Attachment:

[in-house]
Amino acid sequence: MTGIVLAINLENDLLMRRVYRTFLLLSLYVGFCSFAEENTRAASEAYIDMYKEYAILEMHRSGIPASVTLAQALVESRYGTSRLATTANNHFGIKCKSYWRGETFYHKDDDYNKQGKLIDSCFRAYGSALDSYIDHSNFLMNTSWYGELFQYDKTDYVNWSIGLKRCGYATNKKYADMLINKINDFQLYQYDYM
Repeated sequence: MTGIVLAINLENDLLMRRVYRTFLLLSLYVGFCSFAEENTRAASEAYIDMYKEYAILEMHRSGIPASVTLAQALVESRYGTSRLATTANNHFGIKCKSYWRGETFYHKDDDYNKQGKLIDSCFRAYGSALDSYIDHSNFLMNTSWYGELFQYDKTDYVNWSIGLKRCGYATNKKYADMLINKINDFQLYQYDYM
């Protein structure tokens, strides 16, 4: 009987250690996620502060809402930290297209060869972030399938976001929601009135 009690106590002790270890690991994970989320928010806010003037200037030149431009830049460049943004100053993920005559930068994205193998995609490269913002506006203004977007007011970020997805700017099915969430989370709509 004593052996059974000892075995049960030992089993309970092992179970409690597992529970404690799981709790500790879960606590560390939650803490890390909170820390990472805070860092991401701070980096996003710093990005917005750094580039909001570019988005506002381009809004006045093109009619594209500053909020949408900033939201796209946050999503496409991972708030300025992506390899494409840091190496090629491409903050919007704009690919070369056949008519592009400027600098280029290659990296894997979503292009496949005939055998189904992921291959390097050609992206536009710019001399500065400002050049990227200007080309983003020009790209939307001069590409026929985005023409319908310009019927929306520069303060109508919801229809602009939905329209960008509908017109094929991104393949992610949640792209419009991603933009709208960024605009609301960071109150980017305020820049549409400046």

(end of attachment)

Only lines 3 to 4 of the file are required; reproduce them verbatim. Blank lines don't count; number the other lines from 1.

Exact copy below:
Repeated sequence: MTGIVLAINLENDLLMRRVYRTFLLLSLYVGFCSFAEENTRAASEAYIDMYKEYAILEMHRSGIPASVTLAQALVESRYGTSRLATTANNHFGIKCKSYWRGETFYHKDDDYNKQGKLIDSCFRAYGSALDSYIDHSNFLMNTSWYGELFQYDKTDYVNWSIGLKRCGYATNKKYADMLINKINDFQLYQYDYM
């Protein structure tokens, strides 16, 4: 009987250690996620502060809402930290297209060869972030399938976001929601009135 009690106590002790270890690991994970989320928010806010003037200037030149431009830049460049943004100053993920005559930068994205193998995609490269913002506006203004977007007011970020997805700017099915969430989370709509 004593052996059974000892075995049960030992089993309970092992179970409690597992529970404690799981709790500790879960606590560390939650803490890390909170820390990472805070860092991401701070980096996003710093990005917005750094580039909001570019988005506002381009809004006045093109009619594209500053909020949408900033939201796209946050999503496409991972708030300025992506390899494409840091190496090629491409903050919007704009690919070369056949008519592009400027600098280029290659990296894997979503292009496949005939055998189904992921291959390097050609992206536009710019001399500065400002050049990227200007080309983003020009790209939307001069590409026929985005023409319908310009019927929306520069303060109508919801229809602009939905329209960008509908017109094929991104393949992610949640792209419009991603933009709208960024605009609301960071109150980017305020820049549409400046």